Indiana Supreme Court upholds state abortion ban

An image of an unborn child. | Reuters

Indiana’s highest court has upheld a state law banning abortion under most circumstances, striking down an earlier court’s injunction blocking enforcement of the pro-life law.

In a decision released last Friday, the Indiana Supreme Court ruled in favor of Senate Enrolled Act 1, also known as Senate Bill 1, which was signed into law by Gov. Eric Holcomb last year.

Indiana Supreme Court Justice Derek Molter authored the court opinion, concluding that the abortion providers suing the state “cannot show a reasonable likelihood of success on their facial challenge.”

Molter noted that the plaintiffs’ attempt to use Article 1, Section 1 of the state constitution to block the abortion ban did not work, given the original intentions of those who ratified the constitution.

“Indiana’s long history of generally prohibiting abortion as a criminal act—coupled with Plaintiffs’ acknowledgment that protecting prenatal life falls within the State’s broad authority to protect the public’s health, welfare, and safety—suggests that the common understanding among Article 1, Section 1’s framers and ratifiers was that the provision left the General Assembly with legislative discretion to regulate or limit abortion,” wrote Molter.

“In sum, our State’s history and traditions, as reflected in our Court’s precedents, indicate that the common understanding of Section 1 among those who framed and ratified it was that it generally left the General Assembly with broad legislative discretion to limit abortion.”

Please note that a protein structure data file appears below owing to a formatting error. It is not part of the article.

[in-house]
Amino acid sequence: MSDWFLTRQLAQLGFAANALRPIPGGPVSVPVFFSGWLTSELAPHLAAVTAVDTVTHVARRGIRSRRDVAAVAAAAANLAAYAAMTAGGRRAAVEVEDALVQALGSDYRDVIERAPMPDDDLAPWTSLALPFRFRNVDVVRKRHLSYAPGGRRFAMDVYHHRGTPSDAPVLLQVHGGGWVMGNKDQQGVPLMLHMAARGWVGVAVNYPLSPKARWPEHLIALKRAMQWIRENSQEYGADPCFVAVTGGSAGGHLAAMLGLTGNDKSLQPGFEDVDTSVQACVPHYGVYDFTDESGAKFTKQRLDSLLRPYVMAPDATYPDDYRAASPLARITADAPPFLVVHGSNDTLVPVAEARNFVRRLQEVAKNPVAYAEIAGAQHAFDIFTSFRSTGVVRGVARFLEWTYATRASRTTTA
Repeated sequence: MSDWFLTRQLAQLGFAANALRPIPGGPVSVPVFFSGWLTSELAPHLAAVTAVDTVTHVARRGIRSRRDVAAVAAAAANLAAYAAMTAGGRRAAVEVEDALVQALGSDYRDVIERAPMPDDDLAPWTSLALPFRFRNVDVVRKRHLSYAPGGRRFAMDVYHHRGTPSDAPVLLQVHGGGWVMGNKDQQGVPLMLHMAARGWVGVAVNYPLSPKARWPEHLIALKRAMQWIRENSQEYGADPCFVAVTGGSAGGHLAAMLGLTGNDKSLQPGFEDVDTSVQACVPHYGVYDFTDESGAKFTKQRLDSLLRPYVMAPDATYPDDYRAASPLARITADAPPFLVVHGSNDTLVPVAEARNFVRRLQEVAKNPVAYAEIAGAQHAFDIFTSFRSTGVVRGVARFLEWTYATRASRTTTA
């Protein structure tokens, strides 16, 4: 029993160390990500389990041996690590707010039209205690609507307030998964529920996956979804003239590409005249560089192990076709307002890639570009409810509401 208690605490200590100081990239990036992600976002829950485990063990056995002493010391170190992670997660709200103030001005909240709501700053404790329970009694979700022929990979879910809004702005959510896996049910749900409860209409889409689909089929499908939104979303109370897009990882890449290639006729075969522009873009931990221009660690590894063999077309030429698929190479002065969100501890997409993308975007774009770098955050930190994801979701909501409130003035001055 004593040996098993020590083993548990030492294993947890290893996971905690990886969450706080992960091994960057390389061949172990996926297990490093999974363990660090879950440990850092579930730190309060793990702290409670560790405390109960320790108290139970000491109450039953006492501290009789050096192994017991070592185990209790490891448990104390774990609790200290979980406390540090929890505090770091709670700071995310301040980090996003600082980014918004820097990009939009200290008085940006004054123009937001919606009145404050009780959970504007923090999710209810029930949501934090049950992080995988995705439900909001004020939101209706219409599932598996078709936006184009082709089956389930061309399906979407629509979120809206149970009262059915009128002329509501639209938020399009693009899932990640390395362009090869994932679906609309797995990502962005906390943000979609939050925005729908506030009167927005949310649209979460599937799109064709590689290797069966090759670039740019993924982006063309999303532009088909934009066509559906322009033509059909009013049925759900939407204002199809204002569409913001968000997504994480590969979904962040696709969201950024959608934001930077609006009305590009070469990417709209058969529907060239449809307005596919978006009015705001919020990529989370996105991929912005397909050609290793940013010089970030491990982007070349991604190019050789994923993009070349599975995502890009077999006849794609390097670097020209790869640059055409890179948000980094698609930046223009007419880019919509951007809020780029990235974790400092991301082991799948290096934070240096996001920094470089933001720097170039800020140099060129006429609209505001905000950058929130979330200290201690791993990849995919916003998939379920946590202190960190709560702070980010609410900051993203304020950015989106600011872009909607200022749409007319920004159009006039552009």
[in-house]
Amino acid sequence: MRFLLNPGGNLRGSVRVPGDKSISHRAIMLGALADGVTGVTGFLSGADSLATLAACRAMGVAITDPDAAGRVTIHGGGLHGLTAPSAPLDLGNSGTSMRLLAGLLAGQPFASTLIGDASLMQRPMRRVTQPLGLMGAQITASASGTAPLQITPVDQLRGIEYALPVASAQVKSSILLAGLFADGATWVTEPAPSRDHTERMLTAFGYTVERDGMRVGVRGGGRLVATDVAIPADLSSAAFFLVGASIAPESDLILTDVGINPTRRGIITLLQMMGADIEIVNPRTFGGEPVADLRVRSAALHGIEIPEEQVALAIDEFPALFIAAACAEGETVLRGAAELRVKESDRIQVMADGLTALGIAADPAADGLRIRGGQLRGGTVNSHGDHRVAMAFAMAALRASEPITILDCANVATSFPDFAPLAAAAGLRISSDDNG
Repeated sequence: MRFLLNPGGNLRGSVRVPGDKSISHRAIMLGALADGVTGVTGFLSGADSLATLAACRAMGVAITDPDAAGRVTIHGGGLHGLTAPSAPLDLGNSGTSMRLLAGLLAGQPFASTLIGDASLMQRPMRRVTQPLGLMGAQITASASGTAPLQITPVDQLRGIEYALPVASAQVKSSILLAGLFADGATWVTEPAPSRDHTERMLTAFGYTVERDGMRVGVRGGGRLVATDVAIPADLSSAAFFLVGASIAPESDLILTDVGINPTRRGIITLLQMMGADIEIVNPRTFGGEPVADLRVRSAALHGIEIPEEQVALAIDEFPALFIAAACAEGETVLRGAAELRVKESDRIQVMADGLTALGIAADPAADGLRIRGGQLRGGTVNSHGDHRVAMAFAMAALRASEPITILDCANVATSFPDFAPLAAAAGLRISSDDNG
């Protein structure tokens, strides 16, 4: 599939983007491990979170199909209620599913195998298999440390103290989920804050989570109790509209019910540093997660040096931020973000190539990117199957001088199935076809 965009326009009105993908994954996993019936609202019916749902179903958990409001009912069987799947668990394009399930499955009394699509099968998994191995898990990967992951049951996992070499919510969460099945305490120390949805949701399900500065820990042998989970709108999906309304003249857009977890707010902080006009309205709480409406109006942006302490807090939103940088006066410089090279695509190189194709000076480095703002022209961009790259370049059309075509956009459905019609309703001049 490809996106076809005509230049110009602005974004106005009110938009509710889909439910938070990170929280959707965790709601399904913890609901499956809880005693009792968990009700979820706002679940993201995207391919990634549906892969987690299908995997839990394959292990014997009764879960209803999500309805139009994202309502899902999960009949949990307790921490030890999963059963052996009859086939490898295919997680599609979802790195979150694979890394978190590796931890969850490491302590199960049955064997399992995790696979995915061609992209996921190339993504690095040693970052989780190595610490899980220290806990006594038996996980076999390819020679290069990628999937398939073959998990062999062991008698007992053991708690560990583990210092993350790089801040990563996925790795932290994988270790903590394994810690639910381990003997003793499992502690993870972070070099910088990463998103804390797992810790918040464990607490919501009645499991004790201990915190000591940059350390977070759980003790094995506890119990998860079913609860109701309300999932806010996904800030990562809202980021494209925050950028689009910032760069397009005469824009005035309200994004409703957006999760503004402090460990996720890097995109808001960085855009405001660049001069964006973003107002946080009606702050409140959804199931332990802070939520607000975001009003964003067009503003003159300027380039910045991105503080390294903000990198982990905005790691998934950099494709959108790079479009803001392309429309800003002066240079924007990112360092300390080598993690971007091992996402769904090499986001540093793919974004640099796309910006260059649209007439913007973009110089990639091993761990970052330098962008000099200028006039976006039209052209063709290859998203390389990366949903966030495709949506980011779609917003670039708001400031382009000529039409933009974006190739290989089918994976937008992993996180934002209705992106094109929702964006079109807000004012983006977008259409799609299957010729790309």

Justice Christopher M. Goff authored an opinion that concurred in part and dissented in part, arguing that “even those who abhor abortion in all circumstances should be wary of unfettered government power over the most personal, private aspects of a person’s life.”

“Reliance on the history made by men holding these views, prevalent at the time of our constitutional drafting, is simply inadequate for charting the liberty of women today,” Goff continued.

“We cannot draw constitutional law on the particular matter of women’s rights from the doings of exclusively male institutions in times when women were excluded and marginalized from public discussion.”

Holcomb signed SB 1 into law last August, a couple of months after the United States Supreme Court overturned Roe v. Wade, saying in a statement at the time that he was “willing to support legislation that made progress in protecting life.”

“These actions followed long days of hearings filled with sobering and personal testimony from citizens and elected representatives on this emotional and complex topic,” stated Holcomb.

“Ultimately, those voices shaped and informed the final contents of the legislation and its carefully negotiated exceptions to address some of the unthinkable circumstances a woman or unborn child might face.”

Although the Indiana law bans most abortions, it allows for abortions to be performed in cases of rape, incest, any serious health emergency for the mother, or lethal fetal deformity.

Soon after the legislation was passed, abortion providers, including Planned Parenthood, filed suit against the ban, as did the state chapter of the American Civil Liberties Union.

The other lawsuit involves the ACLU suing Indiana on behalf of a group of plaintiffs arguing that the abortion ban violated the Religious Freedom Restoration Act. While an injunction remains in effect from the lawsuit, it only applies to the plaintiffs themselves and not statewide, reported Life News.

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